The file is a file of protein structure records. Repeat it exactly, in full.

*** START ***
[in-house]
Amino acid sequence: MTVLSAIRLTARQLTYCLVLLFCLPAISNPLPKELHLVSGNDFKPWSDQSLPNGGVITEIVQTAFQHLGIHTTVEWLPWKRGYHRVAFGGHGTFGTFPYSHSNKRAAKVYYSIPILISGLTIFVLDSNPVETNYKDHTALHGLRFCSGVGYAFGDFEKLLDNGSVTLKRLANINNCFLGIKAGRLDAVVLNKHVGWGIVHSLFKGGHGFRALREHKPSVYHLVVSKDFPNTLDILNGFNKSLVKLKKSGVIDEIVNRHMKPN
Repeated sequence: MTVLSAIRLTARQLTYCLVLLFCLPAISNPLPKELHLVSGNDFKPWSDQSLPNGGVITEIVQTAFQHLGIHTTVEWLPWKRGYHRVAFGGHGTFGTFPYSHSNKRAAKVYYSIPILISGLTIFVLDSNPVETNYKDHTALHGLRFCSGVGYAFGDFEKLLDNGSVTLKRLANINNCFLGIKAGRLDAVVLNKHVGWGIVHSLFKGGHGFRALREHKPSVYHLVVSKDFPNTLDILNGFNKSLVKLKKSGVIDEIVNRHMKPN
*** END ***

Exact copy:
[in-house]
Amino acid sequence: MTVLSAIRLTARQLTYCLVLLFCLPAISNPLPKELHLVSGNDFKPWSDQSLPNGGVITEIVQTAFQHLGIHTTVEWLPWKRGYHRVAFGGHGTFGTFPYSHSNKRAAKVYYSIPILISGLTIFVLDSNPVETNYKDHTALHGLRFCSGVGYAFGDFEKLLDNGSVTLKRLANINNCFLGIKAGRLDAVVLNKHVGWGIVHSLFKGGHGFRALREHKPSVYHLVVSKDFPNTLDILNGFNKSLVKLKKSGVIDEIVNRHMKPN
Repeated sequence: MTVLSAIRLTARQLTYCLVLLFCLPAISNPLPKELHLVSGNDFKPWSDQSLPNGGVITEIVQTAFQHLGIHTTVEWLPWKRGYHRVAFGGHGTFGTFPYSHSNKRAAKVYYSIPILISGLTIFVLDSNPVETNYKDHTALHGLRFCSGVGYAFGDFEKLLDNGSVTLKRLANINNCFLGIKAGRLDAVVLNKHVGWGIVHSLFKGGHGFRALREHKPSVYHLVVSKDFPNTLDILNGFNKSLVKLKKSGVIDEIVNRHMKPN